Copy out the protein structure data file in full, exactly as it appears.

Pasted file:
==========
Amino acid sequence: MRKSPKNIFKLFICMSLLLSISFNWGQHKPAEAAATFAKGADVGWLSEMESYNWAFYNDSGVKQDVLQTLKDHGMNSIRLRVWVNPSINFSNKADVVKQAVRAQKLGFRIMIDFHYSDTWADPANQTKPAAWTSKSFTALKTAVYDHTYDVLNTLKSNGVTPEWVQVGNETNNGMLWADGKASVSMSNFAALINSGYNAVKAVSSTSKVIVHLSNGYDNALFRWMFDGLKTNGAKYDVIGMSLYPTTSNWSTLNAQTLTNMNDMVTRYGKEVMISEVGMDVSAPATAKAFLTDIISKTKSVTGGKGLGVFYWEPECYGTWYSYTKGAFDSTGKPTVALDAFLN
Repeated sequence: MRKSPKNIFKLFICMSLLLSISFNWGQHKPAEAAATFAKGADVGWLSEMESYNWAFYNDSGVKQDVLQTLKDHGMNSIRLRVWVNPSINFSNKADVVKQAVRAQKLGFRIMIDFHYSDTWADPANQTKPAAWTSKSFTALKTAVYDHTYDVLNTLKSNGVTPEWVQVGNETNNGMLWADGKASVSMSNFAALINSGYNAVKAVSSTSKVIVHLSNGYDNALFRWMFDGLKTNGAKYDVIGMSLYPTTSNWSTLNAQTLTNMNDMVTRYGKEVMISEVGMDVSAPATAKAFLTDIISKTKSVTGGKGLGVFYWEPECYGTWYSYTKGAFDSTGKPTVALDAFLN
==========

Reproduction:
Amino acid sequence: MRKSPKNIFKLFICMSLLLSISFNWGQHKPAEAAATFAKGADVGWLSEMESYNWAFYNDSGVKQDVLQTLKDHGMNSIRLRVWVNPSINFSNKADVVKQAVRAQKLGFRIMIDFHYSDTWADPANQTKPAAWTSKSFTALKTAVYDHTYDVLNTLKSNGVTPEWVQVGNETNNGMLWADGKASVSMSNFAALINSGYNAVKAVSSTSKVIVHLSNGYDNALFRWMFDGLKTNGAKYDVIGMSLYPTTSNWSTLNAQTLTNMNDMVTRYGKEVMISEVGMDVSAPATAKAFLTDIISKTKSVTGGKGLGVFYWEPECYGTWYSYTKGAFDSTGKPTVALDAFLN
Repeated sequence: MRKSPKNIFKLFICMSLLLSISFNWGQHKPAEAAATFAKGADVGWLSEMESYNWAFYNDSGVKQDVLQTLKDHGMNSIRLRVWVNPSINFSNKADVVKQAVRAQKLGFRIMIDFHYSDTWADPANQTKPAAWTSKSFTALKTAVYDHTYDVLNTLKSNGVTPEWVQVGNETNNGMLWADGKASVSMSNFAALINSGYNAVKAVSSTSKVIVHLSNGYDNALFRWMFDGLKTNGAKYDVIGMSLYPTTSNWSTLNAQTLTNMNDMVTRYGKEVMISEVGMDVSAPATAKAFLTDIISKTKSVTGGKGLGVFYWEPECYGTWYSYTKGAFDSTGKPTVALDAFLN